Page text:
The U.S.-led coalition to “degrade and ultimately destroy” the Islamic State of Iraq and Iraq and Syria (ISIS) group has been widening in the past weeks. However, Ankara’s role in the anti-ISIS coalition has yet to be announced in detail.
The Turkish government is still discussing the extent of its actions within the anti-ISIS coalition, which started pounding ISIS positions in Iraq and Syria last week. Turkish authorities will present the Parliament two motions to authorize cross-border military action in Syria and Iraq next week. The Turkish government has already been authorization to engage militarily in Syria and Iraq, but Prime Minister Ahmet Davutoglu says the renewed motions will have some modifications based on “current circumstances.”
From reluctant ally to ambitious partner
For a long time, Turkey was blamed for not joining the coalition. Ankara said it is worried about 46 hostages ISIS held as captives for 100 days while its critics accused the Turkish government of fostering the extremists in Syria to fight against the Assad regime. Rumors have it that Turkey transferred arms and money to help rebels fighting the army loyal to Syrian President Bashar al-Assad.
Turkey’s biggest obstacle at the moment is persuading the West to agree on the no-fly zone over SyriaMahir Zeynalov
Turkish President Recep Tayyip Erdogan, however, reportedly believes that the Iraqi army left the American weapons and artillery to ISIS, thanks to the incompetent rule of former Iraqi Prime Minister Nouri al-Maliki. Whatever the truth is, Erdogan realizes that ISIS in Syria and Iraq is a “swampland that needs to be cleaned.” The Turkish government perhapns understands that ISIS is a clear threat and danger to Turkey and that it has no agenda of fighting the Assad regime, Erdogan’s chief nemesis. “The coalition against ISIS is no doubt important,” the Turkish president said on Sunday. “But it is not enough,” Erdogan added, referring to the failure of the West to include the removal of Assad in their grand strategy.
U.S. Secretary of State John Kerry said Turkey will be on the front lines in fighting ISIS as 46 Turkish hostages were released. It is still not clear what type of role Turkey will have in the coalition. Shortly after the release of the hostages, ISIS said Ankara promised not to join the “Crusaders’ Alliance” as part of their deal. Erdogan implicitly confirmed this claim during his interview with Charlie Rose. When asked what ISIS got in exchange for the hostages, Erdogan said “ISIS doesn’t want to increase its number of foes.” Although the hostages were released, some reports claim that ISIS has a number of cells in Turkey’s big cities and that it still poses a danger for Turkey. The PKK claims that Ankara made a deal with ISIS against Kurds through hostages.
What will Turkey do?
Erdogan said on Sunday that his country cannot stay idle amid the air campaign in Syria and Iraq. But Turkey said it won’t join the coalition in the form of combat operations as well as it will not allow the U.S. to use its air base in Incirlik, in southern Turkey. What then will Turkey do?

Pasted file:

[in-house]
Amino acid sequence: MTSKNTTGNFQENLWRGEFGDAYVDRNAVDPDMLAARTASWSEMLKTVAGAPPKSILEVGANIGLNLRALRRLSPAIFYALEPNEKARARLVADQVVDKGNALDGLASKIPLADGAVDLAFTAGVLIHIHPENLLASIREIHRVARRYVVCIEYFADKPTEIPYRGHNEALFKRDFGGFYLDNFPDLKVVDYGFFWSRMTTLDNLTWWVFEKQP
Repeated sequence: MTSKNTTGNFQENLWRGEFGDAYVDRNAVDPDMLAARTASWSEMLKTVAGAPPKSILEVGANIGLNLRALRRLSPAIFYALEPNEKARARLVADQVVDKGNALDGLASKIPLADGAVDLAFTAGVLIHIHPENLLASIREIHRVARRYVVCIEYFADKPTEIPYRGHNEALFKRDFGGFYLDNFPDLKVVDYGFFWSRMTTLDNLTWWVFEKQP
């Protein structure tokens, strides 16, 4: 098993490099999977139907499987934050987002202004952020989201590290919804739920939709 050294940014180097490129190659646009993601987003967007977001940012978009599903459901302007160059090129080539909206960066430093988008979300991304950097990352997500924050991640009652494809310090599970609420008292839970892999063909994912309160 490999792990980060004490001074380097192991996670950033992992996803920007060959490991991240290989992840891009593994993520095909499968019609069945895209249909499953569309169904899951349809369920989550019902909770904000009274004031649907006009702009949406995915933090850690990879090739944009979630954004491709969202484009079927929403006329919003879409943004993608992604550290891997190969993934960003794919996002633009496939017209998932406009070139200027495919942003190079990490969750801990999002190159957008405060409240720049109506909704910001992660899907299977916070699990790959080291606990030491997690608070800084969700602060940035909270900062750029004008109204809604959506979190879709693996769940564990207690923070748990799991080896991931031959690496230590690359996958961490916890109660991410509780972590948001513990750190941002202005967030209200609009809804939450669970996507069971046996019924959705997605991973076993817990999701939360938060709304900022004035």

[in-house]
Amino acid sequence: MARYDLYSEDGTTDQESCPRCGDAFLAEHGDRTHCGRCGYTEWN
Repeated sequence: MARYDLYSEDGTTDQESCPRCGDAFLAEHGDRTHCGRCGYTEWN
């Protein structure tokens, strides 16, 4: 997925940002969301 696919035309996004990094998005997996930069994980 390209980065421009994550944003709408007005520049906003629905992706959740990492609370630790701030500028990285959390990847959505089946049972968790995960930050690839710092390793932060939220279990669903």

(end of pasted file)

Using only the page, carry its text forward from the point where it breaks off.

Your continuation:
The anti-ISIS campaign is in fact a golden opportunity for Turkey. Ankara could believe that the ongoing choas may be the right time to also strike the Assad regime and finish it once and for all. In an interview with CBS’ 60 Minutes on Sunday, U.S. President Barack Obama acknowledged that the U.S.-led military campaign against the ISIS is helping Assad. “Right now, we’ve got a campaign plan that has a strong chance for success in Iraq. Syria is a more challenging situation,” Obama said. Turkey’s help could be crucial at this point.
Destroying ISIS in Syria is equal to inviting the Assad regime to reoccupy lands it lost for almost two years, a nightmare scenario for Turkey. Any campaign in Syria and Iraq should be comprehensive, according to Ankara, and must include the removal of the Assad regime. To bring about this change, I believe that Ankara has some suggestions.
First, Turkey apparently wants to create a buffer zone. This will both help transfer populous Syrian refugees inside Syria and avoid catastrophic consequences of unceasing refugee influx into Turkish territory. The buffer zone may also be used in training and arming the Syrian rebels who will fight both ISIS on the ground and the mighty Assad regime.
Second, Turkey believes that Assad’s air superiority is its strongest suit and must be dealt with. Erdogan said on Sunday that a no-fly zone is necessary over Syria as part of the overall strategy in bringing peace to the region. Without a no-fly zone, Assad’s air force could easily defeat rebels no matter to what degree they’re armed and trained.
Third, that Ankara plans to proceed with training and arming the rebels. The buffer zone, supervised by the Turkish army, could be a suitable ground for such an activity. Although Erdogan proposed training and arming rebels as an essential step in the campaign, he avoided elaborating where the training of rebels may take place.
Turkey’s biggest obstacle at the moment is persuading the West to agree on the no-fly zone over Syria. The U.S. said it is considering Erdogan’s request to establish a no-fly zone.
Ankara’s plan seems unlikely at the moment and the hope will further be dashed if anything goes wrong in the ongoing campaign. If ISIS is easily and quickly defeated in Iraq and Syria, the grand strategy in the region could also include removing the Assad regime, which is still a distant possibility.
Mahir Zeynalov is a journalist with Turkish English-language daily Today's Zaman. He is also the managing editor of the Caucasus International magazine. You can follow him on Twitter @MahirZeynalov